Uma Noite Romântica com João Borsch is a full-length, vivid tour of João’s experience as a listener. If its pop vitrine is said to reflect an infatuation with musical icons, the rock-driven inner workings ground the whole record in a search for connection through drama, divergence and impact.
This record had three clear mixing challenges. First, achieving a striking, impactful aesthetic without losing any of the overwhelming production/composition detail. Secondly, shaping a sound that fits alongside industry-standard pop records with remote recordings from dozens of different uncontrolled rooms and environments. And lastly, getting comfortable getting out of the “Mixing chair” every now and then to revisit production details and re-record parts. These hurdles resulted in a process whose main trait was the ability to embrace a recording environment’s sonic character and signature – even if said recording space is actually a group of totally distinct untreatead rooms and locations.
- Mixing and Mastering
- Released January 2021
- Independent Release (currently signed to Warner Music Portugal)
THE NERDY PARTS:
I think this record might have retaught me how to mix mids. And to fully explain that flashy statement, I need to go back in time a bit.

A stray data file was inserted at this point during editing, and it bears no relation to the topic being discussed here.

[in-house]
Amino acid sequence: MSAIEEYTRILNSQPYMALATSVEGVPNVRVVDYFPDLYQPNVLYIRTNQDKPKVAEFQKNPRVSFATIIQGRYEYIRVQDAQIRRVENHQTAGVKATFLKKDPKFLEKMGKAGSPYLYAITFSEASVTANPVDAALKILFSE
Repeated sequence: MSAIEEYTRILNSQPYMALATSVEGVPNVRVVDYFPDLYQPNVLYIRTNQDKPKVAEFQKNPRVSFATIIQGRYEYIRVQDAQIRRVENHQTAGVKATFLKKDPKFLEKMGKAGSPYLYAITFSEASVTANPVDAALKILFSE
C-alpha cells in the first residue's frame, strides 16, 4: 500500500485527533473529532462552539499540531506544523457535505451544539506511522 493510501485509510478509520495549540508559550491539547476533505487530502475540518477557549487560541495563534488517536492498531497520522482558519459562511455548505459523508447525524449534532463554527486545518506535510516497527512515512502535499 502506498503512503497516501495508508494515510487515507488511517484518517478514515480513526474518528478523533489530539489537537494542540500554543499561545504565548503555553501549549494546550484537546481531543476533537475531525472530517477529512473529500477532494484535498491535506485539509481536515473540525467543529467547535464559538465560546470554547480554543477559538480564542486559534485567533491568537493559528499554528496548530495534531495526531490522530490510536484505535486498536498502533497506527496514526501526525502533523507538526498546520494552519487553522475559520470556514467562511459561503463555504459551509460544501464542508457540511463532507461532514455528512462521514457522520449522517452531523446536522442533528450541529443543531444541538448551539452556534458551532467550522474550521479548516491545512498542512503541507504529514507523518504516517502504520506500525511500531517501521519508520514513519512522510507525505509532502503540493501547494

João composed and laid down his tracks for much of the album in the same music room where we started writing, producing and mixing music sometime in 2009. Growing up we were super into rock, metal, electronic dance music and generally loud, banging music (google exercium on bandcamp to visit our early teen angst). Those genres and stylistic tropes informed much of the early ideas on what sounds good and what the goal of shaping a given sound is – and they definitely have a tendency to thrive on fat drums and thick bass/guitars/synths, rather than meticulously orchestrated arrangements.
It’s interesting that this ended up being the record that demanded me to rethink how I looked at all the non-obvious sounds and instruments. Since then, João has been through the academic perspectives on music and, generally, just playing/writing in much more varied genres. Thus, now his music appears to extend itself along three vectors. Firstly, a pop “BLASTING Queen on the hi-fi” type of ecstatic energy, then the colorful melodic/harmonic structures, and lastly the edge that noisy genres typically bring.
So to approach the mix for this work, a fat, punchy, in-your-face mix would be insufficient in regards to respecting the actual compositions. Every time I’d find myself working a snare a bit too much, it could mean losing the highlight on some spicy passing chord. And mids are where all lies.
The mixing process was slow, to a point where it was probably excruciating for João. Not only did we have to revisit production and recording a few times for parts that totally need to be rerecorded or rethought, at the time I wasn’t doing music full-time, but juggling it with having a food business. On the flip side, that allowed for so much learning time for João, that he started the process doing “alright” recordings and evolved, at the end, to sending over tracks that pretty much mix themselves.